Another cool new feature is Word's ability to remember where you left off reading so that even when you open an online document from a different computer, it takes you back to the last page you were on when you were reading it before.

Finally, you can watch videos that are embedded in Word, right there within the document, without having to go to a different application. How cool is that?

4: Easier content creation

Before documents can be read, they have to be written -- or in the case of today's richer, more active content, they have to be created. Embedding videos from the Web into an Office 2013 document is drop-dead-simple. On the Insert tab, you just click Online Video in the Media group. This brings up a search box so you can type in keywords to find an appropriate video. Then, you'll see the videos that were found by Bing (Figure C). When you click on one, it will be displayed in the document as a small window you can shrink or enlarge by dragging the corners.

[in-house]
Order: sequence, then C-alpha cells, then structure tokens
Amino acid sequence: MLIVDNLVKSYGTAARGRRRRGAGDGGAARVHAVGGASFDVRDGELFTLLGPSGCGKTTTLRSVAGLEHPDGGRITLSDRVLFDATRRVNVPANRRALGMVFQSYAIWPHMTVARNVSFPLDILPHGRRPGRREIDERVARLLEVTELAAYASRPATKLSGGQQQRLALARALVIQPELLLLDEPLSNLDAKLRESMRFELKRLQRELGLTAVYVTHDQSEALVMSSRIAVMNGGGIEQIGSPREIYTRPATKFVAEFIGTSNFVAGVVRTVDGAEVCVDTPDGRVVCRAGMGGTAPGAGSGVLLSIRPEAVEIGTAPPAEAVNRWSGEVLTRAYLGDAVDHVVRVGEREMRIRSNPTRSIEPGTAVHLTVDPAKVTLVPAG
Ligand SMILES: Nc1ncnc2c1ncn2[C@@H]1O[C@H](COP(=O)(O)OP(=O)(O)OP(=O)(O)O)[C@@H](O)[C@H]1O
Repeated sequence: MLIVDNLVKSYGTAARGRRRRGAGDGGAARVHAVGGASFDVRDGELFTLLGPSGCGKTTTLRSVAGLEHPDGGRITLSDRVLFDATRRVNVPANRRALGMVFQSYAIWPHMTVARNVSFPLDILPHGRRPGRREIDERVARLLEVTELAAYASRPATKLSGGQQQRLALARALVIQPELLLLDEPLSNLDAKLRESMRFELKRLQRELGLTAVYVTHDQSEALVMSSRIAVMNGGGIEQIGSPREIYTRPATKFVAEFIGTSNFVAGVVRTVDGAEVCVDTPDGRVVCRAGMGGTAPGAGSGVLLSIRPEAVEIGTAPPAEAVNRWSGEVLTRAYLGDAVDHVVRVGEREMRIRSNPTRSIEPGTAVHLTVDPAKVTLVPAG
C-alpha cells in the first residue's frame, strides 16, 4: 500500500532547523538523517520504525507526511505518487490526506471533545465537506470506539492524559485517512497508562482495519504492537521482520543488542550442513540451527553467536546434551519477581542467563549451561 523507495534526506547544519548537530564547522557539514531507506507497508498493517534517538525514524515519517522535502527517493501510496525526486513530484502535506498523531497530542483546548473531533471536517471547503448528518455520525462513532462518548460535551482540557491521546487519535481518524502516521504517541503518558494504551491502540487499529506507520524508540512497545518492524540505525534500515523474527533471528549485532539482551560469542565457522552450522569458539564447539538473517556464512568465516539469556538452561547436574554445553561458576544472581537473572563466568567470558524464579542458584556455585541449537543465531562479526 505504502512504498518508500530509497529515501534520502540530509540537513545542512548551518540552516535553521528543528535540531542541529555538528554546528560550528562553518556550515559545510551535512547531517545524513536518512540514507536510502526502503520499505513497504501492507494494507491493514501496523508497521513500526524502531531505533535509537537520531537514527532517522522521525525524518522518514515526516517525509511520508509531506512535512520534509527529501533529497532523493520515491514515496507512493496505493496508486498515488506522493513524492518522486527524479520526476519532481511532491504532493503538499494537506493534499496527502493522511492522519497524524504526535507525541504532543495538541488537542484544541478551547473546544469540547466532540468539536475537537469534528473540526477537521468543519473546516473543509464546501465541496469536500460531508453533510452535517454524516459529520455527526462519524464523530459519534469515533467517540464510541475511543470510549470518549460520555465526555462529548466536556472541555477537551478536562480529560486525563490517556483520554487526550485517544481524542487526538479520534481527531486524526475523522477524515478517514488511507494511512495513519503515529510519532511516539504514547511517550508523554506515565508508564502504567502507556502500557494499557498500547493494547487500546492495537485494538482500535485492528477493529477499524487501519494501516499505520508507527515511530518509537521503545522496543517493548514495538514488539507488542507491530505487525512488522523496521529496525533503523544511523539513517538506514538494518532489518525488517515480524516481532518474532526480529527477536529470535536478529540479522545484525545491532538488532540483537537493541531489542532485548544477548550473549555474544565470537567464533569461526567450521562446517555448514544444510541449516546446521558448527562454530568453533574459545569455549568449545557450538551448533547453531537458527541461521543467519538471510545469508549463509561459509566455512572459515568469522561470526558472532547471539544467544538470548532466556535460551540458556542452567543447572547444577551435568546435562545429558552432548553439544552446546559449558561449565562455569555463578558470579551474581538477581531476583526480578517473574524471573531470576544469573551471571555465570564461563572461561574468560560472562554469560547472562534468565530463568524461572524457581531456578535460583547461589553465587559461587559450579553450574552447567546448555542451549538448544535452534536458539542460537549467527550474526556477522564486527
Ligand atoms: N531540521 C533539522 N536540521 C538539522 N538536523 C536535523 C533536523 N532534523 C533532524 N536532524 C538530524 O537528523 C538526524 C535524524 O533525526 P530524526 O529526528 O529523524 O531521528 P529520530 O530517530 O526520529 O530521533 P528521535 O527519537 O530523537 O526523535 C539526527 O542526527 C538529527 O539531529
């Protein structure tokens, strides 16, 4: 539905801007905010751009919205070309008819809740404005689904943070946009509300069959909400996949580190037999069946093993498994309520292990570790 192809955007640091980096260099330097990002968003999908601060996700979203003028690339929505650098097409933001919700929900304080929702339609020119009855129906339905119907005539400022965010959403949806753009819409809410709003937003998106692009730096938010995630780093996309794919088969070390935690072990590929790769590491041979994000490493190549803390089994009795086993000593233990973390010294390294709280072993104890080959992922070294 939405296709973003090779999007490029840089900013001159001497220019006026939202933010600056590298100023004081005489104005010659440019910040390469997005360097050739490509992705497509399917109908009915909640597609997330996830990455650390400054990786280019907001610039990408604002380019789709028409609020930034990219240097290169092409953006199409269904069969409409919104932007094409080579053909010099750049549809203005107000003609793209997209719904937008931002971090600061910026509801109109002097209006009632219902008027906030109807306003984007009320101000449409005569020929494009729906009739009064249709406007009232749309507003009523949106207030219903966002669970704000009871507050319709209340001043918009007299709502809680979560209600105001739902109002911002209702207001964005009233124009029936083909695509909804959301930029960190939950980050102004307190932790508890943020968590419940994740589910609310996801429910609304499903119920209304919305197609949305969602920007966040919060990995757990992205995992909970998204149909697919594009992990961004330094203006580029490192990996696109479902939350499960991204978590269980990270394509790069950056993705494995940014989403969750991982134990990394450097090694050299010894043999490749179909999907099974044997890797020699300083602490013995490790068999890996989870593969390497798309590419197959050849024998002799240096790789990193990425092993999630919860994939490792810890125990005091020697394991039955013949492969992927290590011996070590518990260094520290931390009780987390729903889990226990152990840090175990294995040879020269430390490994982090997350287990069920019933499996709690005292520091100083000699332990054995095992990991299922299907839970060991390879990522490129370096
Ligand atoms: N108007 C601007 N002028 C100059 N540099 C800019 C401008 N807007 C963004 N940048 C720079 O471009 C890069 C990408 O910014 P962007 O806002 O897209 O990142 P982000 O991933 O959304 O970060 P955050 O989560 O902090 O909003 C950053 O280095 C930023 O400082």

Figure C

Search box

The video can be viewed as mentioned above, within the document. However, the reader will need to be connected to the Internet to view them.

5: Editing made easier

After documents are written, they often need to be edited. Word 2013 makes the editing process easier with new features such as the ability to edit PDF files. Previously, you needed to install third-party software, such as Adobe Acrobat.

Another improvement that will smooth the editorial process is the ability to reply within comments and have those replies displayed in threaded conversation style. This works with PowerPoint as well as Word.

The way those comments are displayed has also been improved. You can now hide all the clutter until you're ready to see the comments; they'll show up as a simple red line in the margin until you click it to expand it.

Finally, you can lock Tracked Changes in the On mode and password protect it so that others can't turn it off and make changes that aren't tracked (unless they have the password).

6: Ease the spreadsheet pain